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If I use LUKS encryption provided --header=<file> option, will it be equivalent to using dm-crypt in terms of plausible deniability or will there still be a way to tell that the given partition is LUKS-encrypted, albeit doesn't contain the header?

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    IMO there is no such thing as "plausible deniability". Encrypted partitions stand out like a sore thumb due to the random data written to disk and who in their right mind is going to believe what you tell them is or is not on the partition ? See xkcd.com/538 – Panther Jan 5 '16 at 21:45
  • @bodhi.zazen for this question you can think of plausible deniability as a fairly random set of bytes. – Alexander Solovets Jan 5 '16 at 21:49
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    @AlexanderSolovets The only people who have a bunch of random bytes are smartasses who want to deny having encrypted data. So it doesn't work. – Gilles 'SO- stop being evil' Jan 5 '16 at 23:25
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    As far as I studied from the archlinux wiki pages recently, I think the answer is YES := Plain dm-crypt equals to headerless LUKS. In Plain mode, it uses CBC and allows ESSIV also (but I do not know where it stores the IV, we need to specify it everytime when open?). So, given that we can configure both keys to the same value, the cipher text (the encrypted data) should be the same. Thus the encrypted bits (of the data-only) stored in the hard drive should be the same. – midnite Apr 9 '19 at 3:56
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If you use --header then only data is written to the device. You can check that by creating a loop device and use luksFormat once with and once without --header. If you use that option then the encrypted device is not changed and the decrypted device is larger.

start cmd: # cd /tmp

start cmd: # dd if=/dev/zero of=luks.img bs=1M count=100

start cmd: # dd if=/dev/zero of=luksheader bs=1M count=10     

start cmd: # cryptsetup --force-password --header luksheader luksFormat /dev/loop0 

start cmd: # cryptsetup --header luksheader luksOpen /dev/loop0 luks

start cmd: # blockdev --getsz /dev/mapper/luks 
204800

start cmd: # blockdev --getsz /dev/loop0
204800

start cmd: # dd if=/dev/loop0 bs=1K count=1 | od
0000000 000000 000000 000000 000000 000000 000000 000000 000000
*
0002000

start cmd: # cryptsetup luksClose luks                         

start cmd: # cryptsetup --force-password luksFormat /dev/loop0                     

start cmd: # cryptsetup luksOpen /dev/loop0 luks               

start cmd: # blockdev --getsz /dev/mapper/luks                 
200704

start cmd: # dd if=/dev/loop0 bs=1K count=1 | command od       
0000000 052514 051513 137272 000400 062541 000163 000000 000000
0000020 000000 000000 000000 000000 000000 000000 000000 000000
0000040 000000 000000 000000 000000 072170 026563 066160 064541
[...]
  • Thanks for a comprehensive response, but how does this answer my question? I do realize that only data are written in the absence of header, so at a glance the effect should be same as when plain dm-crypt is used, but I'm not sure. – Alexander Solovets Jan 6 '16 at 1:19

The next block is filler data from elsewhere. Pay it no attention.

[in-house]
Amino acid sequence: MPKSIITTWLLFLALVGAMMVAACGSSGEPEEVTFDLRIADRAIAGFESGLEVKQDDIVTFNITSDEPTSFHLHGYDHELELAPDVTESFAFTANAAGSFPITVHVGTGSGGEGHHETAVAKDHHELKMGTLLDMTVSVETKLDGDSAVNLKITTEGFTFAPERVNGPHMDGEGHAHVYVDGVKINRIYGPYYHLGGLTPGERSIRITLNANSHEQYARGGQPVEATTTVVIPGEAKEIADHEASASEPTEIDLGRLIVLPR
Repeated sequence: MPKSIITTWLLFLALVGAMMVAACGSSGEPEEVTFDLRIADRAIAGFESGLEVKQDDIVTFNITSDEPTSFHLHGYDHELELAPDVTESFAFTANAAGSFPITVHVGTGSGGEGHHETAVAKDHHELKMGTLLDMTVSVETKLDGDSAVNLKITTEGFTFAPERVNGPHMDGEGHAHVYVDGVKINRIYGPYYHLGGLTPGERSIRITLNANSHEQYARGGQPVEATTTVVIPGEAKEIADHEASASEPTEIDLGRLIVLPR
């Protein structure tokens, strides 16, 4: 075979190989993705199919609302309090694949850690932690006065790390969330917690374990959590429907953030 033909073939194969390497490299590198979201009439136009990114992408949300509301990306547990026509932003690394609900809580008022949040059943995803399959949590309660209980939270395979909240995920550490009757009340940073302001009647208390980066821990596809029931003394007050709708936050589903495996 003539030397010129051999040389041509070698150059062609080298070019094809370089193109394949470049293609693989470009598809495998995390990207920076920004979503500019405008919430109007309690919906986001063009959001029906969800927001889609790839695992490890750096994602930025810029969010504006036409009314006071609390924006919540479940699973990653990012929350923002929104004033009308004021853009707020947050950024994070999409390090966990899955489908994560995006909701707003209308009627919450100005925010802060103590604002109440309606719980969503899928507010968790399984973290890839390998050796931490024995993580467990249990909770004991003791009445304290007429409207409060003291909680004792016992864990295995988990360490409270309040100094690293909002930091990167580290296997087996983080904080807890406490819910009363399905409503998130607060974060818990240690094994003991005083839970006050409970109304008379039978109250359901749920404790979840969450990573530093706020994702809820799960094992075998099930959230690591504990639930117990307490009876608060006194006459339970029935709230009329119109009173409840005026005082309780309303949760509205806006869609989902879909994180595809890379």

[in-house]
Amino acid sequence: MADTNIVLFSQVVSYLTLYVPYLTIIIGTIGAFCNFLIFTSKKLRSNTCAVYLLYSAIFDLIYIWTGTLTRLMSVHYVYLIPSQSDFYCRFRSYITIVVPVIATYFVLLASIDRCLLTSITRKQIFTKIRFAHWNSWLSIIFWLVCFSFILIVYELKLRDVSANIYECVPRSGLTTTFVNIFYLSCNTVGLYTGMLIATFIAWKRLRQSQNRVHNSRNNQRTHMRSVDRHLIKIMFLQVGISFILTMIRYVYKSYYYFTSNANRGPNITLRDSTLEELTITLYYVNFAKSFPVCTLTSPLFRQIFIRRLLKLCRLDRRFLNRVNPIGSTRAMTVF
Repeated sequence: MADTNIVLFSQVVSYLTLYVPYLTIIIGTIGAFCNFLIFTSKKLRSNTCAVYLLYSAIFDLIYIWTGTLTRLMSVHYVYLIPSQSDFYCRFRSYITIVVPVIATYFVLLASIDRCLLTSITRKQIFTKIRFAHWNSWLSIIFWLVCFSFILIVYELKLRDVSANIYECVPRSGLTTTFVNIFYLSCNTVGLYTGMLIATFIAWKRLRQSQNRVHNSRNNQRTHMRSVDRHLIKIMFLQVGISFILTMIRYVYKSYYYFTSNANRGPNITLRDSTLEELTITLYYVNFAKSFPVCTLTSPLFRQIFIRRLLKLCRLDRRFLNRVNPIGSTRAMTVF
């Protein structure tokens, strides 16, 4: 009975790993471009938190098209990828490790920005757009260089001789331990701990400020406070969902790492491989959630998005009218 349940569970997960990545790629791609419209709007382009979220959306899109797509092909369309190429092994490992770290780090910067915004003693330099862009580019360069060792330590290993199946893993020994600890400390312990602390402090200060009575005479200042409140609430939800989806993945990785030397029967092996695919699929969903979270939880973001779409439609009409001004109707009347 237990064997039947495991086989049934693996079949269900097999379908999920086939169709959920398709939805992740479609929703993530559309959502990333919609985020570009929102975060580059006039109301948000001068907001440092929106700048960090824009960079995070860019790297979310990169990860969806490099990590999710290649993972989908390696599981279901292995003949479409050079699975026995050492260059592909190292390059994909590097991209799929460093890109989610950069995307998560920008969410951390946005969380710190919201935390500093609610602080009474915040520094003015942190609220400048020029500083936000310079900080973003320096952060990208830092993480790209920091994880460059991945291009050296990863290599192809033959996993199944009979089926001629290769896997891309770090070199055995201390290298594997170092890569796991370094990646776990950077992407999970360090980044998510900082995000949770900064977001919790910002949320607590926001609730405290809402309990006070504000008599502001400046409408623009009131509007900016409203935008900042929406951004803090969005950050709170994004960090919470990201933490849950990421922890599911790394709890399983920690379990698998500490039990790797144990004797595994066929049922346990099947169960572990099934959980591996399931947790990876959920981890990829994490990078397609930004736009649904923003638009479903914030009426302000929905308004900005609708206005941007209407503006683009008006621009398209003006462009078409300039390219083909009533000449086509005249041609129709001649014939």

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    @AlexanderSolovets It is not just the same effect but indeed the same technical procedure. You can run dmsetup table devicename and see that LUKS does exactly what you would do manually. – Hauke Laging Jan 6 '16 at 1:59
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For LUKS archives:

What about creating a normal but decoy/fake LUKS header on the device? Follow along; I could run urandom (or other faster noise filling on the media) via the decoy header to completely noise fill using that decoy header.

Now I save that header to restore it when I want to. Next I create a new header with secure password and the create my filesystem and use it when I want to save files.

A little work but executable shell scripts would make this fast and easy. When I want to use the media I write the correct luks header to the media and have full access to the filesystem. When finished I wipe the header area and then write the decoy LUKS header back to the media. Would be super easy and fast with an executable shell script.

It would seem to me that if I opened the LUKS media using the decoy header that it would appear to be completely wiped and since there is no such a thing as hidden volumes the suspicion of such a move would not be high.

Just a thought.

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No, they are not equivalent in terms of plausible deniability. The reason is the existence of the header file, which is not cryptographically hidden.

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    I explicitly stated "headerless" LUKS, meaning that the header is detached off the main data and is stored elsewhere. – Alexander Solovets Jul 21 '16 at 4:11
  • I know, and my answer still stands. "Elsewhere" is not cryptographically hidden. – metaquanta Jul 21 '16 at 4:14

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